As a general rule, the Court first held that “[a] public-official defendant who threatens to employ coercive state power to stifle protected speech violates a plaintiff’s First Amendment rights, regardless of whether the threatened punishment comes in the form of the use (or, misuse) of the defendant’s direct regulatory or decision-making authority over the plaintiff, or in some less-direct form.” [p. 3]
The Sheriff argued that he merely attempted to convince the credit card companies. The Court disagreed. It first noted that the Sheriff had sued and lost a case against Craigslist.com to remove an adult section from its website, implying that the Sheriff knew that a legal action against Backpage was out of question. Indeed, he resorted to alternative means of forcing it to remove its adult section.
To show that the Sheriff acted in his official capacity, rather than as a private citizen, the Court reviewed the letter from the Sheriff’s office to MasterCard. The letter had an official tone, included a citation to a federal statute, and it was signed off as “Thomas Dart, Cook County Sheriff.” [p. 6]
To show that the letter aimed to coerce or threaten, the Court cited a memo from the Sheriff’s Office, suggesting that a letter to credit card companies should be drafted with threats in the form of reminders of the potential liability for suspected illegal transactions. Additionally, after the credit card companies complied with the Sheriff’s demand, his office published a press release titled “Sheriff Dart’s Demand to Defund Sex Trafficking Compels Visa and MasterCard to Sever Ties with Backpage.” The Court found the use of the words “demand” and “compel” to signify coercion. [p. 7]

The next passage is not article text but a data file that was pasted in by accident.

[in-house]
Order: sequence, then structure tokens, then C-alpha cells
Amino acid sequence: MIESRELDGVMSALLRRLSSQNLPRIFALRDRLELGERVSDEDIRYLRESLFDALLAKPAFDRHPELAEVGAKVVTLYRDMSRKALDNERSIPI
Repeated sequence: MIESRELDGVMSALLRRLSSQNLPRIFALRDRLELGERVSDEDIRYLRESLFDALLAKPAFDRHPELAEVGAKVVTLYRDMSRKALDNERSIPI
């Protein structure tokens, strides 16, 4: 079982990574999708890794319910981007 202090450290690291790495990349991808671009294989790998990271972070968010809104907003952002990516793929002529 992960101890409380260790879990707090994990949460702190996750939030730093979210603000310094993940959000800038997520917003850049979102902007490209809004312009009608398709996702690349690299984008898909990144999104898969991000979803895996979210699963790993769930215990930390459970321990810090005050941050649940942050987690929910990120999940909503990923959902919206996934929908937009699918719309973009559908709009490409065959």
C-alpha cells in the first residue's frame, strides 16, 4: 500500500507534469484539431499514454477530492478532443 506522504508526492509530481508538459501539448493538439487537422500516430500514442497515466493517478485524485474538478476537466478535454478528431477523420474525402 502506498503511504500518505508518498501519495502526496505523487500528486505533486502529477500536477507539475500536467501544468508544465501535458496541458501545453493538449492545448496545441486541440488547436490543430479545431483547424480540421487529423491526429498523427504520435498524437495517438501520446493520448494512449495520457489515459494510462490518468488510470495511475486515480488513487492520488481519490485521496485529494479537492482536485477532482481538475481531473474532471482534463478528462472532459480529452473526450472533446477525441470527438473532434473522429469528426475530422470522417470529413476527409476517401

Moreover, the Court was of the opinion that not every service offered on the website’s adult section was criminal, violent or exploitative. For instance, the Court referred to the category “dom & fetish” advertised by professional dominatrix, noting that it is “not obvious that such conduct endangers women or children or violates any laws, including laws against prostitution.” [p. 10]
Accordingly, the Court concluded that the district court erred in denying the motion for preliminary injunction. It reversed and remanded the case with the direction of issuing the following injunction: “Sheriff Dart, his office, and all employees, agents, or others who are acting or have acted for or on behalf of him, shall take no actions, formal or informal, to coerce or threaten credit card companies, processors, financial institutions, or other third parties with sanctions intended to ban credit card or other financial services from being provided to Backpage.com.” [p. 19]
Decision Direction indicates whether the decision expands or contracts expression based on an analysis of the case.
The case has great potential significance in protecting platforms and intermediaries from government threats and coercion to remove unwanted speech.